Developing Locally in SST

SST was initially developed to solved the local development problem with serverless. It features a Live Lambda Development environment. It allows you test your serverless apps live.

It does this by deploying your application to AWS and proxying any Lambda function requests to your local machine. It’ll then execute these locally and send the response back to AWS. This means that you don’t need to mock anything and you can test against your deployed infrastructure.

SST allows you to test against your deployed infrastructure by proxying any requests from AWS to your local machine.

It also allows you to set breakpoints and test against live data from the connected AWS services. SST will hot-reload your changes and blocks any incoming requests to ensure that you are always testing against the latest changes.

You can set breakpoints and test against live data in SST.

We’ll look at how to do this a little later in this post.


Let’s quickly summarize the comparison between the two frameworks.

  Serverless Framework SST
Founded 2015 2021
Architecture Partly open source with hosted deployment engine Completely open source and self-hosted
Infrastructure Definition CloudFormation CDK
  Hard to manage large applications Easy to reuse infrastructure code
Local Development Mocking or serverless-offline Live Lambda Dev
  Repeatedly deploying changes Setting breakpoints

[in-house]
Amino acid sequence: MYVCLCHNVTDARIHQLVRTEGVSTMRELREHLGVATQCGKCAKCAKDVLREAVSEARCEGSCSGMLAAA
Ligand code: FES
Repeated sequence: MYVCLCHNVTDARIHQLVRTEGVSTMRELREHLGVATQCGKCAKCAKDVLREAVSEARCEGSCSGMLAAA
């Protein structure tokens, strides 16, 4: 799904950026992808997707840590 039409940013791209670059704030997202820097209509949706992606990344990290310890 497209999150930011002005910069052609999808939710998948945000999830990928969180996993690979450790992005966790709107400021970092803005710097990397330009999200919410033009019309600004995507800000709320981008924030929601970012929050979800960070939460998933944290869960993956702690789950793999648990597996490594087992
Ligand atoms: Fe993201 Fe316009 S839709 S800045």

Flexibility Use community plugins Use any CDK construct
  Create your own plugin Write your own CDK construct

Live Lambda Development

Next, let’s look at in detail how SST allows you to test your serverless apps locally. We’ll be using VS Code in this example. SST allows you to set breakpoints through VS Code.

Change indicator Let’s start by using the VS Code example.

$ npx create-sst@latest --template=examples/vscode vscode
$ cd vscode

This example comes with a VS Code Launch Configuration, .vscode/launch.json.

We are creating a simple API in our app. It’s defined in stacks/MyStack.ts.

import { Api, StackContext } from "@serverless-stack/resources";

export function MyStack({ stack }: StackContext) {
  // Create the HTTP API
  const api = new Api(stack, "Api", {
    routes: {
      "GET /": "functions/lambda.handler",

  // Show the API endpoint in the output
    ApiEndpoint: api.url,

And when we hit this endpoint, it triggers our Hello World Lambda function in functions/lambda.ts.

import { APIGatewayProxyEventV2, APIGatewayProxyHandlerV2 } from "aws-lambda";